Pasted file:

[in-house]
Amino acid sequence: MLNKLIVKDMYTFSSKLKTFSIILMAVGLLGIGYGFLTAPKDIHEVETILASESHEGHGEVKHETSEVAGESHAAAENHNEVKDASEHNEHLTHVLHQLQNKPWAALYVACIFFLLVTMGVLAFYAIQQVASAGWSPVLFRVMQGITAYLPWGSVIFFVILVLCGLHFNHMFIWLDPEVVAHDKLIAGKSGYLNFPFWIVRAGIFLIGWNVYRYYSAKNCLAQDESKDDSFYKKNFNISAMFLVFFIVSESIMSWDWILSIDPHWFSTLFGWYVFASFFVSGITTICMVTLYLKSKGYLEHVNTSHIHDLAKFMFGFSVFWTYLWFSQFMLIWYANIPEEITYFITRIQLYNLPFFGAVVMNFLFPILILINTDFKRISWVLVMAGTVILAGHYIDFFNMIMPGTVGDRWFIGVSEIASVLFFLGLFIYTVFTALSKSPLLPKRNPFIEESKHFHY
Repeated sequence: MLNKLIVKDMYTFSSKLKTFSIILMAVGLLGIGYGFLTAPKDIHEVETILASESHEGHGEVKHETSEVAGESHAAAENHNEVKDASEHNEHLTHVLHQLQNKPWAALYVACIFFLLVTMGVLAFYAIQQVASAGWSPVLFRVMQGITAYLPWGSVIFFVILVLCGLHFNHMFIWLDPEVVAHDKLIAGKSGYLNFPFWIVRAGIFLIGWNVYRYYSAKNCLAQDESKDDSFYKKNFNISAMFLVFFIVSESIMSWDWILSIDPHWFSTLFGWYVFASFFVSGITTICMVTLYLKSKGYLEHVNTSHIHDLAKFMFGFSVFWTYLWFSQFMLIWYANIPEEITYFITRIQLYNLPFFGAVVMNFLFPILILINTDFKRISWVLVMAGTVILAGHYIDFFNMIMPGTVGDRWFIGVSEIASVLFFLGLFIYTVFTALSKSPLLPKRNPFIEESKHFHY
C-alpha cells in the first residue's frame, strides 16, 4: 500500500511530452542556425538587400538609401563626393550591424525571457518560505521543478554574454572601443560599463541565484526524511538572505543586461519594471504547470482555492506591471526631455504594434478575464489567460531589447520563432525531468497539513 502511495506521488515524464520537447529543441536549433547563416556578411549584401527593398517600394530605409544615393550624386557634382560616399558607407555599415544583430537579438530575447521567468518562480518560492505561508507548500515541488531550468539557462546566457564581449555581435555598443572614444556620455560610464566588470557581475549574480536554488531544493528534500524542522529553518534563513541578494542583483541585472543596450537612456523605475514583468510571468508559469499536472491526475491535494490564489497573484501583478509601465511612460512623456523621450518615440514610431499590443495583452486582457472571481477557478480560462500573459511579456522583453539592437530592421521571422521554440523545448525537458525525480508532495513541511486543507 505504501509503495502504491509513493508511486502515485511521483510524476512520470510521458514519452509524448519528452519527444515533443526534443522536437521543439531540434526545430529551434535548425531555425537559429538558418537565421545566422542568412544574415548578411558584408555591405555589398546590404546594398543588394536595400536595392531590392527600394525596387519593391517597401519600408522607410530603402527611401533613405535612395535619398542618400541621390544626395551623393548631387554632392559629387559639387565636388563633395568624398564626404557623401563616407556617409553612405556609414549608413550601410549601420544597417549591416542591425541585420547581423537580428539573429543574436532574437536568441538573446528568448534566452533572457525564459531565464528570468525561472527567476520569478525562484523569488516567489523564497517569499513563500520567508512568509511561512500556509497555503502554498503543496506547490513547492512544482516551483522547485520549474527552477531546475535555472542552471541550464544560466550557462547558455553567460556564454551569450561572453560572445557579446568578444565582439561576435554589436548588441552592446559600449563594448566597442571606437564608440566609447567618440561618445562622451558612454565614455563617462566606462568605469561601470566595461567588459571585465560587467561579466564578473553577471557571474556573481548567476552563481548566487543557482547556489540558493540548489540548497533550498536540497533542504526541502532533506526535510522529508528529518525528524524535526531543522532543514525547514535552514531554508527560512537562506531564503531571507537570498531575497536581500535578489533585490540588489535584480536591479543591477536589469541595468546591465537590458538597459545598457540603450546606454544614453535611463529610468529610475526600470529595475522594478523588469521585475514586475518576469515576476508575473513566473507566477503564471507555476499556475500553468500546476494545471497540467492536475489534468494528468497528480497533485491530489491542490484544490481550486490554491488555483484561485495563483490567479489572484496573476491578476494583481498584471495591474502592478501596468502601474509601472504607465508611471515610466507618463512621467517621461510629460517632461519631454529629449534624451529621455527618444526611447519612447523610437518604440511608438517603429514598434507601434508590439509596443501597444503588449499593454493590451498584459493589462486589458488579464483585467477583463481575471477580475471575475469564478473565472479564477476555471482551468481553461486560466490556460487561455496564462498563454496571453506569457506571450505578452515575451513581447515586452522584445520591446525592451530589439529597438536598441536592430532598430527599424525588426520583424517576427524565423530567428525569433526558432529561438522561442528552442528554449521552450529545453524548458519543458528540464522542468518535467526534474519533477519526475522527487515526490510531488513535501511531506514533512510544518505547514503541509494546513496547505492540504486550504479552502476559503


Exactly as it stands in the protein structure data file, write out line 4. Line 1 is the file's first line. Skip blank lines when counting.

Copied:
C-alpha cells in the first residue's frame, strides 16, 4: 500500500511530452542556425538587400538609401563626393550591424525571457518560505521543478554574454572601443560599463541565484526524511538572505543586461519594471504547470482555492506591471526631455504594434478575464489567460531589447520563432525531468497539513 502511495506521488515524464520537447529543441536549433547563416556578411549584401527593398517600394530605409544615393550624386557634382560616399558607407555599415544583430537579438530575447521567468518562480518560492505561508507548500515541488531550468539557462546566457564581449555581435555598443572614444556620455560610464566588470557581475549574480536554488531544493528534500524542522529553518534563513541578494542583483541585472543596450537612456523605475514583468510571468508559469499536472491526475491535494490564489497573484501583478509601465511612460512623456523621450518615440514610431499590443495583452486582457472571481477557478480560462500573459511579456522583453539592437530592421521571422521554440523545448525537458525525480508532495513541511486543507 505504501509503495502504491509513493508511486502515485511521483510524476512520470510521458514519452509524448519528452519527444515533443526534443522536437521543439531540434526545430529551434535548425531555425537559429538558418537565421545566422542568412544574415548578411558584408555591405555589398546590404546594398543588394536595400536595392531590392527600394525596387519593391517597401519600408522607410530603402527611401533613405535612395535619398542618400541621390544626395551623393548631387554632392559629387559639387565636388563633395568624398564626404557623401563616407556617409553612405556609414549608413550601410549601420544597417549591416542591425541585420547581423537580428539573429543574436532574437536568441538573446528568448534566452533572457525564459531565464528570468525561472527567476520569478525562484523569488516567489523564497517569499513563500520567508512568509511561512500556509497555503502554498503543496506547490513547492512544482516551483522547485520549474527552477531546475535555472542552471541550464544560466550557462547558455553567460556564454551569450561572453560572445557579446568578444565582439561576435554589436548588441552592446559600449563594448566597442571606437564608440566609447567618440561618445562622451558612454565614455563617462566606462568605469561601470566595461567588459571585465560587467561579466564578473553577471557571474556573481548567476552563481548566487543557482547556489540558493540548489540548497533550498536540497533542504526541502532533506526535510522529508528529518525528524524535526531543522532543514525547514535552514531554508527560512537562506531564503531571507537570498531575497536581500535578489533585490540588489535584480536591479543591477536589469541595468546591465537590458538597459545598457540603450546606454544614453535611463529610468529610475526600470529595475522594478523588469521585475514586475518576469515576476508575473513566473507566477503564471507555476499556475500553468500546476494545471497540467492536475489534468494528468497528480497533485491530489491542490484544490481550486490554491488555483484561485495563483490567479489572484496573476491578476494583481498584471495591474502592478501596468502601474509601472504607465508611471515610466507618463512621467517621461510629460517632461519631454529629449534624451529621455527618444526611447519612447523610437518604440511608438517603429514598434507601434508590439509596443501597444503588449499593454493590451498584459493589462486589458488579464483585467477583463481575471477580475471575475469564478473565472479564477476555471482551468481553461486560466490556460487561455496564462498563454496571453506569457506571450505578452515575451513581447515586452522584445520591446525592451530589439529597438536598441536592430532598430527599424525588426520583424517576427524565423530567428525569433526558432529561438522561442528552442528554449521552450529545453524548458519543458528540464522542468518535467526534474519533477519526475522527487515526490510531488513535501511531506514533512510544518505547514503541509494546513496547505492540504486550504479552502476559503